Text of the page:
Sabine Map Turtles, like many other map turtles, have a relatively small range. They are endemic to the United States, specifically, to the Sabine River system in Texas and Louisiana.
The Sabine Map Turtles primarily occupy seasides. They have a high preference towards the deep sections of rivers with mud and high quality basking sites. Sabine map turtle is omnivorous and feeds mainly on small aquatic animals (like insects), algae and aquatic plants. These turtles are cold blooded and so end up spending a significant part of their day basking relentlessly. Typically, they are found to be wary and difficult to approach during these periods.
Sabine Map Turtles are medium to large size map turtles. They are one of the most specialized group of turtles with a unique body form. Its head is relatively small and is connected to a set of low vertebral spines that are strongly serrated on the rear. The eyes have light yellow spots behind and under, and also, there is a black stripe in the middle, on top of the absurdly small head. Carapace, that is, the shell structure is usually olive, dark brown or black in coloration with connected yellow markings. The underside or rather the vertebral surface of the shell varies from cream to yellow and at the same time, patterned with dark lines and curves. The males are noticeably smaller than females. The males can grow to be as large as 5 in (12cm) in carapace length while the females can grow to be up to 10 in (25cm) in carapace length. The males happen to have longer and wider tails than females.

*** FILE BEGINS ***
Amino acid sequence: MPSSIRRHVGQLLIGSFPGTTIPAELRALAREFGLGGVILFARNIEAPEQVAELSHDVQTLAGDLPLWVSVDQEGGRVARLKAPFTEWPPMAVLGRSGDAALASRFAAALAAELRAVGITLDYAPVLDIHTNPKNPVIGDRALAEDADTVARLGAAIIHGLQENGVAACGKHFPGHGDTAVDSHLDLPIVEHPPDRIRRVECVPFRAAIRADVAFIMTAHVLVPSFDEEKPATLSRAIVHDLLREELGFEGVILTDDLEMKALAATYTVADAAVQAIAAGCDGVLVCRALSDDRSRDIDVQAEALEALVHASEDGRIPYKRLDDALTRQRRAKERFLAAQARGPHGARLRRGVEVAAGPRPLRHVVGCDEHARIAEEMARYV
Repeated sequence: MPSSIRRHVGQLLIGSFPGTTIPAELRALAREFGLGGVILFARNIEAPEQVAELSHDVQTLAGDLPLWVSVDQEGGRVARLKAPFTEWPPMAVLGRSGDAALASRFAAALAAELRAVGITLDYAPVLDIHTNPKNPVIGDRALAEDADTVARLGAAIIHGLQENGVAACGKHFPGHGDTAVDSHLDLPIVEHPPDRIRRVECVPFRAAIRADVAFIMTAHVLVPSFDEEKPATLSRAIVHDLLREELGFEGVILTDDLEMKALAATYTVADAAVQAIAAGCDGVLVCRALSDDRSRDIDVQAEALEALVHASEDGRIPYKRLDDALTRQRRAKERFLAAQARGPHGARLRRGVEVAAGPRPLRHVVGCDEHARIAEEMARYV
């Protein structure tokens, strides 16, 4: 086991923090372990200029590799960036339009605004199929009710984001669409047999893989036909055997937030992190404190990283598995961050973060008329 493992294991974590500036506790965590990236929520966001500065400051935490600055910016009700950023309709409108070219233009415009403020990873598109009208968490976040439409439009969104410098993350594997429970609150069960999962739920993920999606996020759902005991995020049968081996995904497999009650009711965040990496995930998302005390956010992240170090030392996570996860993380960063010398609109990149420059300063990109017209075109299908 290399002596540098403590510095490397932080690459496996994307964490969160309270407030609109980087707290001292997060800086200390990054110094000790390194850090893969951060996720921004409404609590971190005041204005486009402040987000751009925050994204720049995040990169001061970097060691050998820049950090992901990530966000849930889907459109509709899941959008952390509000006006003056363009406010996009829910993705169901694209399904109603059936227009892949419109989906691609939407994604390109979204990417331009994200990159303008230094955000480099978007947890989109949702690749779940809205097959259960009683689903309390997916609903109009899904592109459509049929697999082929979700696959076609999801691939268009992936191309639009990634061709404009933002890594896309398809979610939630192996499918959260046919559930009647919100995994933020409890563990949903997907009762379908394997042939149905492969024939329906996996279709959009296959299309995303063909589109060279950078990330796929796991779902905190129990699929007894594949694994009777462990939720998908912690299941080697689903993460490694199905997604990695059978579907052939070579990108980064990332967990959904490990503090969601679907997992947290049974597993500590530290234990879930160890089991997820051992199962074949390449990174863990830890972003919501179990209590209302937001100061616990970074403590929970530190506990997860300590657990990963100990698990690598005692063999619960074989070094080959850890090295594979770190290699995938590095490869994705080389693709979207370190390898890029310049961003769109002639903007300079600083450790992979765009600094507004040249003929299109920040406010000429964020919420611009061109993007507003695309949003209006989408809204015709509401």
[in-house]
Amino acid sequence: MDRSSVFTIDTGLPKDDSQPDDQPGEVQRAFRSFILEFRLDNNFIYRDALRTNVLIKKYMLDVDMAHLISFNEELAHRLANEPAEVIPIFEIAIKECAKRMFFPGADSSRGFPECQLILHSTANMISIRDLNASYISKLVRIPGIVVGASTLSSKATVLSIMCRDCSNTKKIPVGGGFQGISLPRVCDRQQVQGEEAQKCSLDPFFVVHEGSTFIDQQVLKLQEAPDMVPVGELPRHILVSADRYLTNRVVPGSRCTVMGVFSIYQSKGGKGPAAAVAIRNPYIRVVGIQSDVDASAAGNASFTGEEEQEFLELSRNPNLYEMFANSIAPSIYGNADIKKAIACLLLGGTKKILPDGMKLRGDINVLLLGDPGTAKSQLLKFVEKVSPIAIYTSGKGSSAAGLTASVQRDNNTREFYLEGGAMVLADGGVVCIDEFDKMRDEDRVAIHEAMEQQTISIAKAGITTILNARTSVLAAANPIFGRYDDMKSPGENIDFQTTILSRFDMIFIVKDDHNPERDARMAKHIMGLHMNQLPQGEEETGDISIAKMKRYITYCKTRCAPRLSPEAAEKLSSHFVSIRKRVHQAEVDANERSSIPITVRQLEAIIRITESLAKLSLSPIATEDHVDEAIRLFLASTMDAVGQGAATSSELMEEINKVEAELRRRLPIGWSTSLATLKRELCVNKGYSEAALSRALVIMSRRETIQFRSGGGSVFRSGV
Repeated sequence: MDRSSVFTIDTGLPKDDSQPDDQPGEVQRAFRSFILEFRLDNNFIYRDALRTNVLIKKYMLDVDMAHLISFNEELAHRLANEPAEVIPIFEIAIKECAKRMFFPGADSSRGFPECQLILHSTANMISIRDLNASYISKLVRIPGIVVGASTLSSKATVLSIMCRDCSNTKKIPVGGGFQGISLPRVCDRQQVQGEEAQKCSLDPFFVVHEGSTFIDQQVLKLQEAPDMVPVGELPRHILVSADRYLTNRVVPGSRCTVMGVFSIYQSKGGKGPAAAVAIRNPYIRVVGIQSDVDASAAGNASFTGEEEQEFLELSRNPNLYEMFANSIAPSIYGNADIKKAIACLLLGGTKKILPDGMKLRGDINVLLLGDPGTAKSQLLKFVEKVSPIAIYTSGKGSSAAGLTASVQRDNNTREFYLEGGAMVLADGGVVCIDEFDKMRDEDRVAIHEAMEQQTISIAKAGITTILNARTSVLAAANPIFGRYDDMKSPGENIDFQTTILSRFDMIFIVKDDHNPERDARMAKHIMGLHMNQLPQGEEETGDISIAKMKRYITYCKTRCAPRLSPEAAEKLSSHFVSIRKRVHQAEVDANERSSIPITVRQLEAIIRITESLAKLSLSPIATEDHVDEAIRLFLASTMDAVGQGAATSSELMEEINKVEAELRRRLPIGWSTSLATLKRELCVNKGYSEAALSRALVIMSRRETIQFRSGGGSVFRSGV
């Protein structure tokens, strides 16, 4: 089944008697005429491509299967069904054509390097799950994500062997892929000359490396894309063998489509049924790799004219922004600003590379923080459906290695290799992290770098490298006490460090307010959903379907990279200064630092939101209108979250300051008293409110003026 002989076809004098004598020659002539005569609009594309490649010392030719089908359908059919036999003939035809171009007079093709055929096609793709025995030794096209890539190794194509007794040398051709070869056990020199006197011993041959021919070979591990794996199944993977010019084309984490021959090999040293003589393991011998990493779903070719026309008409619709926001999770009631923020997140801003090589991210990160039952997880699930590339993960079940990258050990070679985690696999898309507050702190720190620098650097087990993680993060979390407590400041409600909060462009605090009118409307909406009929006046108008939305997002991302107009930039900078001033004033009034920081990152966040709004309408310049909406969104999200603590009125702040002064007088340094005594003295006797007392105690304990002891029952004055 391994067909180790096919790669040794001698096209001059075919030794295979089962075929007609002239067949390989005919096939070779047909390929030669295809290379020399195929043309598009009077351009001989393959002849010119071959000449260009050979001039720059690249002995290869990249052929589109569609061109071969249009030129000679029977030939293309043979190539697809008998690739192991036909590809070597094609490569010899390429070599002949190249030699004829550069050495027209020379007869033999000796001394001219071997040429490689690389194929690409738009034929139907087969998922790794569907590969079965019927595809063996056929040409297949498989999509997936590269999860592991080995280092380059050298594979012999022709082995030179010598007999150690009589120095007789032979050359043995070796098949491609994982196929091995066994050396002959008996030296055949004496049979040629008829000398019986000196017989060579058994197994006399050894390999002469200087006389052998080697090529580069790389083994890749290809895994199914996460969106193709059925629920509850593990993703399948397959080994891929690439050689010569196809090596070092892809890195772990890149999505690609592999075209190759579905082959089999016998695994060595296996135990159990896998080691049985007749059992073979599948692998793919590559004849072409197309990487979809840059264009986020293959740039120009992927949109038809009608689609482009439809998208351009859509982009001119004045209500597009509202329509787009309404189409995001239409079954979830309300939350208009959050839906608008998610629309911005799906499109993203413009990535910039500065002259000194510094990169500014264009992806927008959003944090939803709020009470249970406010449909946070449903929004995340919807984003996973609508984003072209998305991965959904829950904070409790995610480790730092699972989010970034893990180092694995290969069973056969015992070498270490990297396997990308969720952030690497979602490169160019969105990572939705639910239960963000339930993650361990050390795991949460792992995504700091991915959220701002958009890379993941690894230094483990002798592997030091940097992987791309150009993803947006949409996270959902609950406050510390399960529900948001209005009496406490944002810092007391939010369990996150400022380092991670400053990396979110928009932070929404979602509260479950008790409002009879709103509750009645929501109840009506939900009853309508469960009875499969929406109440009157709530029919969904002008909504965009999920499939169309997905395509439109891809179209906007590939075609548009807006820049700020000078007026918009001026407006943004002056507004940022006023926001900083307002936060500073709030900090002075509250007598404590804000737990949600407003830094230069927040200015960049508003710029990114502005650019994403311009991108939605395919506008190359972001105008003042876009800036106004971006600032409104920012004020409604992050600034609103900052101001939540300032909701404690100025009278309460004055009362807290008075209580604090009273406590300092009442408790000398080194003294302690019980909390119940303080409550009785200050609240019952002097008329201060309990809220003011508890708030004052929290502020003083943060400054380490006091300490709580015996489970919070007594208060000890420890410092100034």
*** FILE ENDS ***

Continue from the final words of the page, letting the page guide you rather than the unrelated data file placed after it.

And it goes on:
Learn more with Schechter Natural History's Guide to Reptiles and Amphibians